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Seminars and conferences

Prominent domestic and foreign authors have the opportunity to present their work, get feedback and discussion at our Bratislava Economic Seminars, which are organized by the NBS in co-operation with the Faculty of National Economy at the University of Economics in Bratislava and the Centre for Economics and Finance at the Faculty of Mathematics, Physics and Informatics at the Comenius University.

Once in two years NBS organizes an international scientific conference.

Upcoming Conferences and seminars

Forthcoming seminar

  • September 30, 2022 – Katalin Varga (Magyar Nemzeti Bank) – GaR with geopolitical risk indices

    Growth at risk modelling has been a cornerstone for research and policymaking recently as a way to model tail risk in the macroeconomy. However, the majority of the research has almost exclusively focused on US data using financial stress indices to capture vulnerability. Nevertheless, recent events have highlighted that financial risk is just one source of vulnerability in growth. Geopolitical events have emerged as an important alternative measure. Importantly such events impact all assets, asset classes, sectors and countries: high geopolitical risk results in a decline in real activity, plummeting stock returns, and in capital flows transferred from emerging economies towards advanced economies. It is not surprising that geopolitical risk indices are becoming attractive peers/ competitors of financial stress indices. The aim of the paper is to complete the growth at risk model for Hungary by using the global geopolitical risk index (GPRI) of Caldara and Iacoviello. When incorporating different types of risk indices it is important to only include ones that are important to our data generating process. However, these indices are highly correlated making it difficult ex-ante to select the “perfect” measure. To tackle this problem a variable selection framework is applied to identify which variables are key determinants in different parts of the Hungarian GDP distribution. Importantly this paper develops a methodology that can handle variable selection task in small sample settings, which is usually the case in emerging markets. Using the methodology the authors are able to show that the global geopolitical risk index (GPRI) has recently become a key element in expressing macroeconomic vulnerability in Hungary.

Next seminars

October 7, 2022Laurent Millischer (Joint Vienna Institute) and Tatiana Evdokimova (Joint Vienna Institute)The Carrot and the Stock: In Search of Stock-Market Incentives for Decarbonization
November 11, 2022Ivan Huljak (Hrvatska Narodna Banka)Recent advancements in NFC analysis for FS monitoring

If you wish to be informed about our new seminars or conferences, please e-mail us at

Past Conferences

June 22, 2020 – June 24, 2020

Virtual Conference on Sustainable Development, Firm Performance and Competitiveness Policies in Small Open Economies

November 23, 2016 – November 24, 2016

Conference “Monetary Policy Challenges from a Small Country Perspective”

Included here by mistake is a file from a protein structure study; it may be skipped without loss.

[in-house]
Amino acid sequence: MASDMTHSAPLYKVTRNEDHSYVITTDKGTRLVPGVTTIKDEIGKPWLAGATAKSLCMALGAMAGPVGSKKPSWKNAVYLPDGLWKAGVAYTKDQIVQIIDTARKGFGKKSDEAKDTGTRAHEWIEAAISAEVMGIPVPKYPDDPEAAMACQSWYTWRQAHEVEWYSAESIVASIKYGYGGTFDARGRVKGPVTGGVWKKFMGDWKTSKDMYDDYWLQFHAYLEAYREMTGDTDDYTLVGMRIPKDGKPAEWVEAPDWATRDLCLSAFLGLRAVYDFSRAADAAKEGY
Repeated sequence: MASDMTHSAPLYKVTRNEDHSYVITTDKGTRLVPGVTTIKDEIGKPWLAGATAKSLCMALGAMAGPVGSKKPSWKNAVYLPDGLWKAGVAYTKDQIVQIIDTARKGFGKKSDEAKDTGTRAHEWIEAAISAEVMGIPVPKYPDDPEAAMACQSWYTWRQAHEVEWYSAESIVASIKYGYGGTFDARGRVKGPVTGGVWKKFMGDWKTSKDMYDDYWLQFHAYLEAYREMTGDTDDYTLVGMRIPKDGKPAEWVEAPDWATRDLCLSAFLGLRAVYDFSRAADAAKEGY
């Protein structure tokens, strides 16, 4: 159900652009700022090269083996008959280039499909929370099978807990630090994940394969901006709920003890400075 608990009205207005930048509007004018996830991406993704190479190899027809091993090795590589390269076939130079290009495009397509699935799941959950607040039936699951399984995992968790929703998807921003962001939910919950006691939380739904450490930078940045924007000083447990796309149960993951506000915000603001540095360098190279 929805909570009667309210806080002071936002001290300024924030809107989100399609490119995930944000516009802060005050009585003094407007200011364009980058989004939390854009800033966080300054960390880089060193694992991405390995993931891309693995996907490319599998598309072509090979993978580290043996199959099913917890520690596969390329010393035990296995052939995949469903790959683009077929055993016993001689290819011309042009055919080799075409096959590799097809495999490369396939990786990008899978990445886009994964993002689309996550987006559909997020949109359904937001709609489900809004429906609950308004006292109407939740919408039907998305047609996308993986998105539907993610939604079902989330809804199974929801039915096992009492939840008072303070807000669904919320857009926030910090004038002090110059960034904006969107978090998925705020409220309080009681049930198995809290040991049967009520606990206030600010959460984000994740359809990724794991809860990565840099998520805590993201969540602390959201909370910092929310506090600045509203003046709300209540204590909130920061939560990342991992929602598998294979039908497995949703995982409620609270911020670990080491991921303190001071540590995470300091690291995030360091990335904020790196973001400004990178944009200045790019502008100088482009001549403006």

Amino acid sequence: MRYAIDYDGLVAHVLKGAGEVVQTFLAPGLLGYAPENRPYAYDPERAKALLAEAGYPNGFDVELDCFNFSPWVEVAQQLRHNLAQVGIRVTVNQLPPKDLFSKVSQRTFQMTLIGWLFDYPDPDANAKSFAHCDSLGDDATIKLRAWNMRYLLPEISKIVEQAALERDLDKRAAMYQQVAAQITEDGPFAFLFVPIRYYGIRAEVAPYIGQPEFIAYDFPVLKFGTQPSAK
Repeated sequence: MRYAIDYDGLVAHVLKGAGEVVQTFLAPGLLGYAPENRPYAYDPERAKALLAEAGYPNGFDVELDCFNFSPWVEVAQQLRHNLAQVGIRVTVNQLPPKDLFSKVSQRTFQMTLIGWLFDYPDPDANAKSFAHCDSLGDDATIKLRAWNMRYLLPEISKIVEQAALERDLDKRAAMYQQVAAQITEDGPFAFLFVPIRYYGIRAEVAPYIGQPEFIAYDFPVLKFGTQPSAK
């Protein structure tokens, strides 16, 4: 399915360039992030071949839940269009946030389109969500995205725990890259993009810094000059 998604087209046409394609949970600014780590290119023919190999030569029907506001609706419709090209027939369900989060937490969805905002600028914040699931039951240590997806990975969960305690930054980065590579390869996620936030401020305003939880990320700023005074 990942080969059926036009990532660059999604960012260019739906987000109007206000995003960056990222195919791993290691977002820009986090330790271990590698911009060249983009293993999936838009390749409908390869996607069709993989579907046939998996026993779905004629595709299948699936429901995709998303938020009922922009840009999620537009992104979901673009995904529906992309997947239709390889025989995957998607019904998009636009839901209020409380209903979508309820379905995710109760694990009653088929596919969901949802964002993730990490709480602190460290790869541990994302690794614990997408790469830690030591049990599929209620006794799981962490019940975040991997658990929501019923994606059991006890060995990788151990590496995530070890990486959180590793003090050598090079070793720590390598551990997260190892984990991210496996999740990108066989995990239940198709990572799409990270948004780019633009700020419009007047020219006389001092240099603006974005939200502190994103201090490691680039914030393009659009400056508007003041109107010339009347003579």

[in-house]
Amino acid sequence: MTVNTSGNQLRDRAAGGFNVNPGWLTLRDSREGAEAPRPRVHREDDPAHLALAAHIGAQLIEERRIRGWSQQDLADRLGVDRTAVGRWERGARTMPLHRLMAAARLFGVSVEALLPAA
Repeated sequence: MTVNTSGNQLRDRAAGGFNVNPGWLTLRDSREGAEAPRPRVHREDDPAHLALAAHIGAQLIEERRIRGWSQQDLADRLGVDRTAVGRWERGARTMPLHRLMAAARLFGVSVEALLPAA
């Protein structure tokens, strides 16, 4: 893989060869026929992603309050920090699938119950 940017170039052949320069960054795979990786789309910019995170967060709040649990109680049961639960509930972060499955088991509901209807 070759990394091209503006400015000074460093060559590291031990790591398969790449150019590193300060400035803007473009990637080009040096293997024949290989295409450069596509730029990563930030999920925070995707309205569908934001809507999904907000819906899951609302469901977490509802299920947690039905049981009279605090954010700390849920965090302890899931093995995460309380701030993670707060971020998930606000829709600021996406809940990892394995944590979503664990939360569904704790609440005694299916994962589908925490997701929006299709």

October 20, 2014 – October 21, 2014

Conference on European Labor Markets and the Euro Area during the Great Recession: Adjustment, Transmission, Interactions

Past seminars

  • September 23, 2022 – Michal Kolesár (Princeton University): One Instrument to Rule Them All: The Bias and Coverage of Just-ID IV

    We revisit the finite-sample behavior of just-identified instrumental variables (IV) estimators, arguing that in most microeconometric applications, just-identified IV bias is negligible and the usual inference strategies likely reliable. Three widely-cited applications are used to explain why this is so. We then consider pretesting strategies of the form t1>c, where t1 is the first-stage t-statistic, and the first-stage sign is given. Although pervasive in empirical practice, pretesting on the first-stage F-statistic exacerbates bias and distorts inference. We show, however, that median bias is both minimized and roughly halved by setting c=0, that is by screening on the sign of the estimated first stage. This bias reduction is a free lunch: conventional confidence interval coverage is unchanged by screening on the estimated first-stage sign. To the extent that IV analysts sign-screen already, these results strengthen the case for a sanguine view of the finite-sample behavior of just-ID IV.

  • June 29, 2022 – Ján Klacso (National Bank of Slovakia): What’s the cost of saving the planet for banks? (with Jozef Kalman, Roman Vasiľ and Juraj Zeman)

    The ongoing trend in global warming needs prompt and timely policy reaction. This reaction and the consequent transformation to carbon-neutral economy results in worldwide economic and financial losses to business, households, and governments. Beside the impact on the real economy, central banks and supervisors follow the impact on the financial system as well. This paper studies the potential impact of climate change risks on banks in Slovakia over the horizon of four-years. We focus mainly on transition risks, i.e. risks posed by the transition to carbon-neutral economy. We propose an analytical framework to quantify impact of transformation policies on bank’s credit risk exposures based on scenarios prepared by Network for Greening the Financial System (NGFS). We document negative impact along credit risk channel in the form of increased non-performing loans losses from both households and non-financial corporations loan portfolio. The main drivers of credit risk are the shock to GDP in case of corporates and the increase in unemployment rate in case of households. Although losses are significantly lower compared to adverse stress testing scenarios, they are sensitive to energy price increase.